Vodacom says it is not desperate to extend its footprint in the face of a slowdown in its native South African market, which contributes the bulk of its revenue.
On Monday (20 May), the group reported a marginal increase in service revenue for the year ended March 2013 to R59.33 billion, from R58.245 billion in the prior period.
In South Africa, service revenue declined by 0.4% to R48.23 million, with the growth in data services and the success of the group’s new prepaid offers offset by lower out of bundle usage, impact of less calling card customers on the network, a weaker performance from the independent service providers and continued cuts in mobile termination rates (MTRs).
Excluding the impact of MTRs, service revenue increased 2.4%, Vodacom said.
Analysts and investors have more recently voiced concern over Vodacom’s ability to continue to grow as strongly as it has in the past in SA, amid increased competition and increasing saturation.
Shares in the group have reflected that scepticism, somewhat. Vodacom closed R1.32 or 1.14% off on Monday, to R114.40 – having dipped to R110.33 in intraday trade. The group is some way off its 52 week best of R129.88.
Looking ahead, Vodacom said it expects “low single digit service revenue growth” in its medium-term guidance, with mid- to high-single digit earnings before interest, taxes, depreciation and amortisation (ebitda) growth also forecast.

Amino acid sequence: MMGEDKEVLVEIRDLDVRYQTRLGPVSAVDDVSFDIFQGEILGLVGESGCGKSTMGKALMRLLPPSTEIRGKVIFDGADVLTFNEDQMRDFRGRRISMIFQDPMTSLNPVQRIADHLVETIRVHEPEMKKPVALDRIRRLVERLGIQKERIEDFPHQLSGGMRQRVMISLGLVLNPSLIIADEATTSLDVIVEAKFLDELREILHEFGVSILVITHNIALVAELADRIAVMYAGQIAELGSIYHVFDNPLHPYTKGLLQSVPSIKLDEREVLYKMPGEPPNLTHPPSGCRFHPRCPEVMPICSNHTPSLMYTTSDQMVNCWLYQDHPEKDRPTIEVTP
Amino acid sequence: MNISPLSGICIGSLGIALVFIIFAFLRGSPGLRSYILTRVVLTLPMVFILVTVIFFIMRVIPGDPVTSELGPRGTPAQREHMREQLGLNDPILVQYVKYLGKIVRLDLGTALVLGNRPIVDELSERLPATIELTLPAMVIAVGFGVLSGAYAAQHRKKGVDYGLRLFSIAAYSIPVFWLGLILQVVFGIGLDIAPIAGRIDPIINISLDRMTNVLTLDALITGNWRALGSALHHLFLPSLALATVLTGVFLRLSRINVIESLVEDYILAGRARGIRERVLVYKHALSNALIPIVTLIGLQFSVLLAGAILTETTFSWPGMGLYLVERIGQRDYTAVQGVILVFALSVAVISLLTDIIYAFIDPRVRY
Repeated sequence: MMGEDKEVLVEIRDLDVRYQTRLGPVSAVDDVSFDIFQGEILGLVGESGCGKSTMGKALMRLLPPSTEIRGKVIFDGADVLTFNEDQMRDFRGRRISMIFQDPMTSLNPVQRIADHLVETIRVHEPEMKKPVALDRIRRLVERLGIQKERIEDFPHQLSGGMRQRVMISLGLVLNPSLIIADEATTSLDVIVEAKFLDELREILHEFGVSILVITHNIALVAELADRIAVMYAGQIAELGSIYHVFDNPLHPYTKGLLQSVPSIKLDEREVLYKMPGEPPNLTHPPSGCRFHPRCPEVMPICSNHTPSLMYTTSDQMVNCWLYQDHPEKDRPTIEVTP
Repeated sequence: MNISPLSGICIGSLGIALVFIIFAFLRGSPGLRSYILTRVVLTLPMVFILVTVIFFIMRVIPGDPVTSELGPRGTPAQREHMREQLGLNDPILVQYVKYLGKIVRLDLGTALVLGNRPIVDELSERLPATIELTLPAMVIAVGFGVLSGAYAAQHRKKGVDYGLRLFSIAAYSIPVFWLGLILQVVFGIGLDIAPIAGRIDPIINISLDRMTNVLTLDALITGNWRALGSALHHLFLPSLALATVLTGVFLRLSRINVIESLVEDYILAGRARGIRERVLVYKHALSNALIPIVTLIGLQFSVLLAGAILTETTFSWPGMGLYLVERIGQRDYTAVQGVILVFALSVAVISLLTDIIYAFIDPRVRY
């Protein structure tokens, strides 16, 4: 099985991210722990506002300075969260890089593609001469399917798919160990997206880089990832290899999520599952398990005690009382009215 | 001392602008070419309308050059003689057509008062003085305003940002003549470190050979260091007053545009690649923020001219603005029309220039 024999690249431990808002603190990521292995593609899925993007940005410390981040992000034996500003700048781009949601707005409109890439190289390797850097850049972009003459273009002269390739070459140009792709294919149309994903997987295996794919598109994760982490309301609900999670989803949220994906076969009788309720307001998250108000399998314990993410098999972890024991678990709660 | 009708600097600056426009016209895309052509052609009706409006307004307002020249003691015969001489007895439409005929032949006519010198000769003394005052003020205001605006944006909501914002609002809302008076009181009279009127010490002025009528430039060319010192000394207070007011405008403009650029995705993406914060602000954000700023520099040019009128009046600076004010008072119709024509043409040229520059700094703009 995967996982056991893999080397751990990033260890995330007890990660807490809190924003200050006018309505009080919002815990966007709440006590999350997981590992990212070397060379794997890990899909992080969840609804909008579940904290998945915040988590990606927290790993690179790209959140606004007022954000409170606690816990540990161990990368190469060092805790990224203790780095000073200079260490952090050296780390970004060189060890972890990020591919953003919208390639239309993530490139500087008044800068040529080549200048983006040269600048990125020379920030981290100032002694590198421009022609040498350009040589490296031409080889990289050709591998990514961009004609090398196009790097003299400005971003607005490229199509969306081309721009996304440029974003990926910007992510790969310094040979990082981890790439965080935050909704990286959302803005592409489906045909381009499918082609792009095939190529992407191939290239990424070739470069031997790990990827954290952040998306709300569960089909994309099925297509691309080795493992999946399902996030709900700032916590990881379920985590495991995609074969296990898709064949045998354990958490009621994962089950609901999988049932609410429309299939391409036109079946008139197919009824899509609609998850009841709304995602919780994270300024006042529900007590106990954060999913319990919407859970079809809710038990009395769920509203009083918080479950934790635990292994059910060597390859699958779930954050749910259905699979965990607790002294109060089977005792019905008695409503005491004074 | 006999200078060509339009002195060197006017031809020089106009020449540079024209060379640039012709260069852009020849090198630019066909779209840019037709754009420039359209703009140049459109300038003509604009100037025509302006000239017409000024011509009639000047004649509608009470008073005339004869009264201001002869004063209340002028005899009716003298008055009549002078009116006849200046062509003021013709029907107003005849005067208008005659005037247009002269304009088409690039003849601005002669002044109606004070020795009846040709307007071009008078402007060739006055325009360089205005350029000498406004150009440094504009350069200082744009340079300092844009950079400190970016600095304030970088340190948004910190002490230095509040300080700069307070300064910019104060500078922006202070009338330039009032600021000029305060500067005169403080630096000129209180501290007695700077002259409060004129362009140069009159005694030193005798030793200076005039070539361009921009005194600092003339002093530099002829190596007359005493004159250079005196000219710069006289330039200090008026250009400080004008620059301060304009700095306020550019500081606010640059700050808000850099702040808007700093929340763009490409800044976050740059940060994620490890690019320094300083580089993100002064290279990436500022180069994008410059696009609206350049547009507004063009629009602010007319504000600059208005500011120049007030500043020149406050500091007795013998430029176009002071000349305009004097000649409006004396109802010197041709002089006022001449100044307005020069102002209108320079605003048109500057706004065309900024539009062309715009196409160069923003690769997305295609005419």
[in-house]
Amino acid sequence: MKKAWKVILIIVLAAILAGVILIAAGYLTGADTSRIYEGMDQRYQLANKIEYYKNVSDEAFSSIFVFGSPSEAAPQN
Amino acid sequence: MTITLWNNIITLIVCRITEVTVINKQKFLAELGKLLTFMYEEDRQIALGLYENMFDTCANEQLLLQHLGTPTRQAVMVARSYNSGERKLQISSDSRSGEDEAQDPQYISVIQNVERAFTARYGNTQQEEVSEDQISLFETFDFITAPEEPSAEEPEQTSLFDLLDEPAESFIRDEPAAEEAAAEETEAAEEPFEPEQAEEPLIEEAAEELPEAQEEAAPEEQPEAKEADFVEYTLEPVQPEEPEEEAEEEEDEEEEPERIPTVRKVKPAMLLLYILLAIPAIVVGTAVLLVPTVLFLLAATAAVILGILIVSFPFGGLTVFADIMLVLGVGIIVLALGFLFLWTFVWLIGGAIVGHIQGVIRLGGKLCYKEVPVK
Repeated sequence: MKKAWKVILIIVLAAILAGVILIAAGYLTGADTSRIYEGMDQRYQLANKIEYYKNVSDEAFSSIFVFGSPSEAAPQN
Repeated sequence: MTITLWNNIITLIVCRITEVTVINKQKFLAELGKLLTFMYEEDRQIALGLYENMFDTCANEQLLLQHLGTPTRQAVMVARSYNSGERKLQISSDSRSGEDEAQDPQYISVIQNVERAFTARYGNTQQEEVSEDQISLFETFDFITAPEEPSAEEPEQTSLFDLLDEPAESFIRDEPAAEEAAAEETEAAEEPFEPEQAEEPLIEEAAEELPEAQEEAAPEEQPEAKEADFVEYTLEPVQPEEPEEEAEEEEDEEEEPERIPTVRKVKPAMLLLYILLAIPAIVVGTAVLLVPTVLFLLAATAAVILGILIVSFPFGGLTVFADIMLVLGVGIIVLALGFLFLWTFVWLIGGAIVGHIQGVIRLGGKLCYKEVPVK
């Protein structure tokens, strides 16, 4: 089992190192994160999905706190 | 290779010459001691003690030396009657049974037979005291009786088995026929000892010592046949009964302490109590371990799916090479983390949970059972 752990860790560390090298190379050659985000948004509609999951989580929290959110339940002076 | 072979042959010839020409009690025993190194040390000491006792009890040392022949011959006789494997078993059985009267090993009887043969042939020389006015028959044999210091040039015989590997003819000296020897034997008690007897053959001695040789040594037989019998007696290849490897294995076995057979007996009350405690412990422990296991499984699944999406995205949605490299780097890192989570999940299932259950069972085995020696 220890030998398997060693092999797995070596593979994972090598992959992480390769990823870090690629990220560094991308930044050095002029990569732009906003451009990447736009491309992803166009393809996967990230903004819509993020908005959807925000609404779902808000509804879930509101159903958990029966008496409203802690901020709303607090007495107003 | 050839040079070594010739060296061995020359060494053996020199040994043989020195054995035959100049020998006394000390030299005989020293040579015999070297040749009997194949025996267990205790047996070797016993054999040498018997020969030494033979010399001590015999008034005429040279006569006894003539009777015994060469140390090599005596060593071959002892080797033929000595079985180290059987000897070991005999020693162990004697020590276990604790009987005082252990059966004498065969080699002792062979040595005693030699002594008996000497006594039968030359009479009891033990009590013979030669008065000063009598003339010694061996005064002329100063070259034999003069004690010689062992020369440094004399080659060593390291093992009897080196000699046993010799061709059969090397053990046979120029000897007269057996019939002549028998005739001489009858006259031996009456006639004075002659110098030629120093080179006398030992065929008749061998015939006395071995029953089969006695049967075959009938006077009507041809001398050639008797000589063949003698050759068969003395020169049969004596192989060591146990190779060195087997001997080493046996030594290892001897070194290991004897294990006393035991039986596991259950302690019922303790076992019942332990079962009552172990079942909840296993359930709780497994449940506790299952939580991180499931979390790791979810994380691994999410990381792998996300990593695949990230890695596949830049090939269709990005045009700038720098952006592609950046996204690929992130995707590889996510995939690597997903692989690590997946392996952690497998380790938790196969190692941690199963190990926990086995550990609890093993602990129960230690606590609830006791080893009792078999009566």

In the reporting period for 2013, Vodacom Group reported a 10.9% rise in ebitda to R25.25 billion, while ebitda for its local operation increased 5.4%.
Irnest Kaplan, MD of Kaplan Equities, said that Vodacom’s results were solid when put into context with South Africa’s overall economy. However, he said that the group’s guidance revealed that there could be tougher times ahead.
Kaplan said that some analysts had even suggested a negative decline for Vodacom’s SA operation in future reporting periods. “The numbers suggest they may not be far off,” Kaplan said.
However, Joosub refutes that suggestion. “We don’t see revenue turning negative in SA.” He said that the most recent results reflected a number of “one offs” in terms of impairments, and while voice revenue continues to decline, he believes the growth in data will offset those declines.
“We think the South African market will recover,” Joosub said. “We are not seeing the numbers slowing.”
Joosub says he expects data revenue to account for up to 30% of total revenue within the next three years, driven by its South African operations.
In the current reporting period, data revenue increased 16.3% to R8.88 billion, contributing 18.4% to service revenue compared to 15.8% a year ago.
Vodacom’s head office is in Johannesburg, South Africa while the group also has operation networks in Tanzania, the Democratic Republic of Congo, Mozambique and Lesotho.
This footprint puts Vodacom some distance off its SA rival, MTN, which is present in 22 countries in Africa, and the middle east.
Joosub said the Vodacom is actively looking for acquisitions to extend its footprint in Africa. “Is there a level of desperation? No”.